Technical Report MSC-2009-13

Title: Translation validation: from Simulink to C
Authors: Michael Ryabtsev
Supervisors: Ofer Strichman
Abstract: Translation validation is a technique for formally establishing the semantic equivalence of a source and a target of a code generator. A translation validation tool receives as input the source and target programs as well as a mapping between their input, output and state variables. Based on the semantics of the source and target languages, it then builds a verification condition that is valid if and only if the generated code faithfully preserves the semantics of the source code. Hence, translation validation is applied separately to each translation, in contrast to the alternative of verifying the code generator itself. It has the advantage of being less sensitive to changes in the code generator (such changes invalidate correctness proofs of the code generator) and simpler, since verifying the code generator amounts of functional verification of a complex program. Simulink, developed by The MathWorks, is a software package for model-based design of dynamic systems such as signal processing, control and communications applications. The model-based design and development through the Simulink graphical language is argued to be faster and more cost effective than implementing the same system directly with some imperative or functional programming language. In addition Simulink models can be translated into an optimized C or C++ source code via the Real-Time Workshop code generator.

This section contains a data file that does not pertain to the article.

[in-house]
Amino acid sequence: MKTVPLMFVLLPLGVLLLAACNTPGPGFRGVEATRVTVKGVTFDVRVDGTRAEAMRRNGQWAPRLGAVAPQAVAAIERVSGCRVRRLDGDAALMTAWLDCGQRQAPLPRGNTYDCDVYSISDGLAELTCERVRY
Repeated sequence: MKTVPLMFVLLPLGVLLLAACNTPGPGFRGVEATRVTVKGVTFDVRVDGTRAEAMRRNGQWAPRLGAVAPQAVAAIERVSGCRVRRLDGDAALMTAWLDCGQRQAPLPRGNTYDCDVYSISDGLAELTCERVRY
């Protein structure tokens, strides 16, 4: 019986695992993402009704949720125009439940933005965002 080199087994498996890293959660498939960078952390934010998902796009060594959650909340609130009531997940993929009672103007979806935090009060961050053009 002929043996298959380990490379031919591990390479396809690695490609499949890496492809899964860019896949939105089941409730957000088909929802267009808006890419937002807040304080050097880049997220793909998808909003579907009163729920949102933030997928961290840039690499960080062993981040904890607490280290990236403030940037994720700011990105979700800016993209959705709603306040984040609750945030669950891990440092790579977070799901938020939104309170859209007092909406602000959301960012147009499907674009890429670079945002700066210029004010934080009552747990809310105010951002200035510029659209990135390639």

In this work we present TVS (Translation Validation tool for Simulink) which addresses the problem of proving the semantic equivalence between a Simulink model and a C program that was generated by Real-Time Workshop from that model. TVS receives as an input the Simulink model and the generated C program, automatically finds a mapping between their variables, and generates a verification condition, which is valid only if the translation is correct. The verification condition can be checked automatically with an automatic theorem-proving tool, or, as in our case, with an SMT solver called Yices.

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